We slowly learn that if we want to get out of the vicious circle, there is no other way but to act!

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In two weeks we are celebrating the World Antibiotic Awareness Week (13-19 Nov.). On the occasion of this event we made some interviews with representatives of CEE-countries (where antibiotic misuse is still a big issue). Read our first interview with Dr Andreea Moldovan (St. Constantin Hospital Romania).

Andreea, do you celebrate the Antibiotic Awareness Week in your hospital?

Yes, we are celebrating the Antibiotic Awareness Week since 2016 as we are among those European countries where misuse of antibiotics and rates of multidrug resistant bacteria and Clostridium infections are high. Already on May, 5th (International Hand Hygiene Day) we orientated ourselves on the 2017’s WHO slogan “Fight against antibiotic resistance – it’s in your hands”. We presented the following items to a medical and non-medical public: the role of antibiotics, straight indications, the existing molecules and difficulties concerning the elaboration of new molecules. We did this to highlight the risks of misuse of the existing antibiotics and the importance of wisdom and consciousness concerning their use.

What are your experience from the last years? Do such priority actions help to increase awareness?

Yes, definitely, because it is a direct occasion to present the benefices but equally the risks of antibiotics to a large public. All our efforts have one aim: to optimize the prevention measures (hand hygiene, food and water safety, traveller precautions, vaccination, animal reservoir, etc.), to interrupt the main transmission routes (air, water, food, vectors) and to accentuate the importance of bacterial infection diagnosis and thus the indication/ resp. the useless of antibiotic-prescription.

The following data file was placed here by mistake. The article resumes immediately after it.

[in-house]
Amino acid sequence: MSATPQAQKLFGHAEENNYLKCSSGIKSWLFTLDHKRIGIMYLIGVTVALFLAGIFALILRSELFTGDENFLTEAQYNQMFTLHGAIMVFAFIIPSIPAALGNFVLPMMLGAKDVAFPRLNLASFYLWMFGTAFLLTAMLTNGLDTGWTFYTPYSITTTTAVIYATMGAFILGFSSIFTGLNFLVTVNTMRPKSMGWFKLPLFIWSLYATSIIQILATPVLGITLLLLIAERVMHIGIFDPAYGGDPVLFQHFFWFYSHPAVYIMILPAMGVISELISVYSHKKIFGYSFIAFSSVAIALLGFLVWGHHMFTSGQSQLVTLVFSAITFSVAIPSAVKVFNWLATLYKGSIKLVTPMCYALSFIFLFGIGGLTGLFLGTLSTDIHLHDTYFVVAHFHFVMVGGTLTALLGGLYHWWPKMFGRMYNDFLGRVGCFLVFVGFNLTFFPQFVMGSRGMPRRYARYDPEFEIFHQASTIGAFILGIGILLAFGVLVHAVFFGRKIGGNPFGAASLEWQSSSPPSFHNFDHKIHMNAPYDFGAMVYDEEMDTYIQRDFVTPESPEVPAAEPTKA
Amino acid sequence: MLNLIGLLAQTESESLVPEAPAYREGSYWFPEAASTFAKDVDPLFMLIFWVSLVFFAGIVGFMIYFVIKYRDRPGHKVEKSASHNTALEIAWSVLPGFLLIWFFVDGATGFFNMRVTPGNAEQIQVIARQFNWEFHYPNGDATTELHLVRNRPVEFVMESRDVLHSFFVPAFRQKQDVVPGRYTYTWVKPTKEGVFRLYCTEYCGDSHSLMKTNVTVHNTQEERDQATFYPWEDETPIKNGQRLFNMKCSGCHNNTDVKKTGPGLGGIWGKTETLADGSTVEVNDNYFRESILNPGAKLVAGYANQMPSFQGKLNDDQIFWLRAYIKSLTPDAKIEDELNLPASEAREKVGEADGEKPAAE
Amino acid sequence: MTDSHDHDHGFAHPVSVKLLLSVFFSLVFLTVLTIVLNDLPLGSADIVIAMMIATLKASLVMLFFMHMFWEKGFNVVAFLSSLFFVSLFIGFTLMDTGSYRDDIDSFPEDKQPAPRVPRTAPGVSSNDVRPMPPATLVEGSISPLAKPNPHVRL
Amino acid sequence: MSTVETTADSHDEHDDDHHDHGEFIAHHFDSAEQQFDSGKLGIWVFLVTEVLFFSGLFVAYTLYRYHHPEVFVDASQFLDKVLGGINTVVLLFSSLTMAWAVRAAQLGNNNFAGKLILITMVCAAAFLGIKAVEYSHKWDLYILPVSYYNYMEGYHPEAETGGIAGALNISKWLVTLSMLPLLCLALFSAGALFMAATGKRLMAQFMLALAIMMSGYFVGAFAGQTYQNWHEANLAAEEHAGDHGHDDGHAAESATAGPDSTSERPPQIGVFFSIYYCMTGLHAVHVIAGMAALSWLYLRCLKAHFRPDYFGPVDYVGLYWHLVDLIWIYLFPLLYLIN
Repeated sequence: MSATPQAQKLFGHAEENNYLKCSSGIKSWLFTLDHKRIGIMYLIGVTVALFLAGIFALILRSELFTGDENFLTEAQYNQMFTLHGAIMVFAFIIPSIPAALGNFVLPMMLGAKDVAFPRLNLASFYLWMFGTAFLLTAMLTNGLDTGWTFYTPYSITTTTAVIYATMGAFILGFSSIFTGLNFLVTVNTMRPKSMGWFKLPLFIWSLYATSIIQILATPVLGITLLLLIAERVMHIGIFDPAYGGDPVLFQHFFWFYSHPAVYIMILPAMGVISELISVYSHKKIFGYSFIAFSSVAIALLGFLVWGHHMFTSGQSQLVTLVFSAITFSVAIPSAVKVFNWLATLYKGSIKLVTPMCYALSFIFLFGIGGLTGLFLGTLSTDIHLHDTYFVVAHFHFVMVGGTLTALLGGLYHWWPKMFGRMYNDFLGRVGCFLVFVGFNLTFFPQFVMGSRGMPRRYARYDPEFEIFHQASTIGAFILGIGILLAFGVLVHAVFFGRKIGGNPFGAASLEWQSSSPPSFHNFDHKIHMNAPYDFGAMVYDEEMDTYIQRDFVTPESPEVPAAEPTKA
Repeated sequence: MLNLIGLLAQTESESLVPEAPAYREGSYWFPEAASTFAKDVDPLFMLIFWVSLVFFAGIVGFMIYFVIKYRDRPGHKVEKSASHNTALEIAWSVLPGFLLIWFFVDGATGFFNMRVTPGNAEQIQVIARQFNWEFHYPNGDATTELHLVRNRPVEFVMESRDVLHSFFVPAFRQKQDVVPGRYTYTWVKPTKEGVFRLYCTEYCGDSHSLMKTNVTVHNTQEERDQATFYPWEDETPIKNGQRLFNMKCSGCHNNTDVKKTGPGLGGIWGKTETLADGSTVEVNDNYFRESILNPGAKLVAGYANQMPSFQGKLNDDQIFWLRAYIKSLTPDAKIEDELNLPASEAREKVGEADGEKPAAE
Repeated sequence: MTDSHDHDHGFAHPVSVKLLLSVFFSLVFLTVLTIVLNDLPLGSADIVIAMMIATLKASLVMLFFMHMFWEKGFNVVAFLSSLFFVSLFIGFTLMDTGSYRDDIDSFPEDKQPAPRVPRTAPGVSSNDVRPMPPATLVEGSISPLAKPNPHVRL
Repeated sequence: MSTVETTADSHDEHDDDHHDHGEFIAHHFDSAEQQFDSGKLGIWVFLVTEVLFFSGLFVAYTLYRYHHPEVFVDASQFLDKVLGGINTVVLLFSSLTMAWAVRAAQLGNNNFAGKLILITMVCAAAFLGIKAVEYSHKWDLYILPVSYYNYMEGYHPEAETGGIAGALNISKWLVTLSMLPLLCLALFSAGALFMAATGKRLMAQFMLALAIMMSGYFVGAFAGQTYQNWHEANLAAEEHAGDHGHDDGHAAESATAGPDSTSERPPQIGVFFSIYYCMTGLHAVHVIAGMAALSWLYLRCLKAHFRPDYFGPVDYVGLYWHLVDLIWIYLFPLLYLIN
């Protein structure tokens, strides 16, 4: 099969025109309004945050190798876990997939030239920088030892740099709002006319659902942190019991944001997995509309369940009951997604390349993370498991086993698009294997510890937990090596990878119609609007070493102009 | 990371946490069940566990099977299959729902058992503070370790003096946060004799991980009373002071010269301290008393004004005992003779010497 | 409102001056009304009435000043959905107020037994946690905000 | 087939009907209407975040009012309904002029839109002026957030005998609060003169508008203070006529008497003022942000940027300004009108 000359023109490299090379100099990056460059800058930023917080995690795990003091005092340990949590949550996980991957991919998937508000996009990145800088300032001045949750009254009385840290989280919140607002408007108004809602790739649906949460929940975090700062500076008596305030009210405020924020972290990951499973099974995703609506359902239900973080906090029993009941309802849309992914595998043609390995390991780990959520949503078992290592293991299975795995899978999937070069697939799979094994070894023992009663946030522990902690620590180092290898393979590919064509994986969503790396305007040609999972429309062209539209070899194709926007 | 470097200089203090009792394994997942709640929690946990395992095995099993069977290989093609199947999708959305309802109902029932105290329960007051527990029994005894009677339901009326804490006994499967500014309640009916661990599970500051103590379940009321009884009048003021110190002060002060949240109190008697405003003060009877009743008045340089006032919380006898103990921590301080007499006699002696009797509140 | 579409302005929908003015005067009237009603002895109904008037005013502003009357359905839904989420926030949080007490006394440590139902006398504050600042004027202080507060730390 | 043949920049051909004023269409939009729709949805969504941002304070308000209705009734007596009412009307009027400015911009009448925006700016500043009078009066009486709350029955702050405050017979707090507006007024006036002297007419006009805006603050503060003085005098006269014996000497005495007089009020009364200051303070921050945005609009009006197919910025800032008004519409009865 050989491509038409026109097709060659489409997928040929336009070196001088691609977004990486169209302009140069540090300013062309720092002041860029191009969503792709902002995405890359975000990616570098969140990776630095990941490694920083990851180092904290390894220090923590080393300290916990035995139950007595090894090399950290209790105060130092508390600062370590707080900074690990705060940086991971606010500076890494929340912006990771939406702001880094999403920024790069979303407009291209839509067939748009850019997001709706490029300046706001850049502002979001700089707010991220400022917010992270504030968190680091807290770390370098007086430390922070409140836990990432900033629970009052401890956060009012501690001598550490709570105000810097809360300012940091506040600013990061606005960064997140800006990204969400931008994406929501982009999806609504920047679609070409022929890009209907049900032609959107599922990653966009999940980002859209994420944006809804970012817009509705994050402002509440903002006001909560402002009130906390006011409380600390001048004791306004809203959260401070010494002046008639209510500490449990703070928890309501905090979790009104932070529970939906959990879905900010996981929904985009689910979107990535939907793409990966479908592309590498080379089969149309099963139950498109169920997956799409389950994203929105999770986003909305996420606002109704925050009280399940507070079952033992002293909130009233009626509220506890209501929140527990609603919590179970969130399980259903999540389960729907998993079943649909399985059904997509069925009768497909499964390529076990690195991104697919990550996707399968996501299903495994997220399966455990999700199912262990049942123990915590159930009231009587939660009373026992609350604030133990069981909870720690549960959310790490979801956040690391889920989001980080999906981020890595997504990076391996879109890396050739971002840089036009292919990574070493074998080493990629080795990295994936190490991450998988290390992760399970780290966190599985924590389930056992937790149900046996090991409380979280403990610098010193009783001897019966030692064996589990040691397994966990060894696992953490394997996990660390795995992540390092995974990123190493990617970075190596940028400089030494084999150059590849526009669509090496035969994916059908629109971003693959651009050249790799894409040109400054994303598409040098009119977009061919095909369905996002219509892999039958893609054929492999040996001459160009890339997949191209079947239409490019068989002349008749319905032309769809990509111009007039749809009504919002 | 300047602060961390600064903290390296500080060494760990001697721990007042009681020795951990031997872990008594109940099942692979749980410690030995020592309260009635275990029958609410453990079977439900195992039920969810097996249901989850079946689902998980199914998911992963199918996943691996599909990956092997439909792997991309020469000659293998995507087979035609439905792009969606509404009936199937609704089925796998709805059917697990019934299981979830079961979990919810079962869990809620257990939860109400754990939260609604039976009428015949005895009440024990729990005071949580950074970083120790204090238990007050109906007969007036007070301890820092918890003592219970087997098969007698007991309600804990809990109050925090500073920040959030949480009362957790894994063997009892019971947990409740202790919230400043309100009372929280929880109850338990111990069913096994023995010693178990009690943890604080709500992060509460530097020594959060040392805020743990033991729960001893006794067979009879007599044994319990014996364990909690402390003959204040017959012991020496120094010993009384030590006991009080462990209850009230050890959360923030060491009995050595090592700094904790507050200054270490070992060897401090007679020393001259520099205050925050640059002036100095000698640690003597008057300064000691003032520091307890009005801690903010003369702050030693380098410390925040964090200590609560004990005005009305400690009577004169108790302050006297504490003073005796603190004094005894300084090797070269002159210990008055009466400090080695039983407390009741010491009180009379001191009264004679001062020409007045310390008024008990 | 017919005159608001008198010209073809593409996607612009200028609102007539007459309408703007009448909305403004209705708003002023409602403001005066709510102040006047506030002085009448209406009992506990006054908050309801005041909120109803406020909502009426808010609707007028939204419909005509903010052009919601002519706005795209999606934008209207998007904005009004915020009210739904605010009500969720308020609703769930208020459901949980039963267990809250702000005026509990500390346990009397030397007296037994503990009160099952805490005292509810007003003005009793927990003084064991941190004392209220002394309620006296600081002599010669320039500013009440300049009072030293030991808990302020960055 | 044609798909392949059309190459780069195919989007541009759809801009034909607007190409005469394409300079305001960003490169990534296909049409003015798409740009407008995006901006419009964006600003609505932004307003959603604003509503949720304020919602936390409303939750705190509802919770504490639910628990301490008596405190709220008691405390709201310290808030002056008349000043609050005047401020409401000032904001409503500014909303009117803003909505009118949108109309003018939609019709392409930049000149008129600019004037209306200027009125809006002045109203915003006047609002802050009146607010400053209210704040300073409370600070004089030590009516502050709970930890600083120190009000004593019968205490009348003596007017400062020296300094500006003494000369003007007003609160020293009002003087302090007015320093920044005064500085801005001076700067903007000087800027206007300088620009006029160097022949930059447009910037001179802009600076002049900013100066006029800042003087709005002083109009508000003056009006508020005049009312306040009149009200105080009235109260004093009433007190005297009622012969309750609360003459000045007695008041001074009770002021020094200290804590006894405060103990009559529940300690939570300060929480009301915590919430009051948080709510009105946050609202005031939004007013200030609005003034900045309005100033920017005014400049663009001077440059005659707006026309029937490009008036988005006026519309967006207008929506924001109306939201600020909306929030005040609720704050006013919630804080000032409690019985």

How hospitals in your country generally deal with this topic?

We slowly learn that if we want to get out of the vicious circle, there is no other way but to act: improving hygiene (with special focus on hand hygiene), improving diagnosis techniques, the management of infected or colonized patients and the knowledge about antibiotics (pharmacodynamics, interactions, side effects, doses, etc). All this is important to decrease the high rate of MDRB (multi drug resistant bacteria) and nosocomial infections. We have to understand that this is the only way and the only direction.

What is the general significance of antibiotics in your country? (prescription practices, awareness-change of the people etc.)

We are “great” consumers of antibiotics, because we still have faith of universal panacea, thinking and hoping that this kind of treatment is useful and adequate in all infections, to everybody and in any conditions. That’s why I am sure that the awareness campaigns in relation to antibiotic use need to be done not only for doctors and pharmacists, but also for consumers – the patients. The aim is, that this three parts of the triangle get more in contact with each other.

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Carola Timmel is journalist for print and radio and professional speaker. Her focus lies on the topic Medicine & Health.

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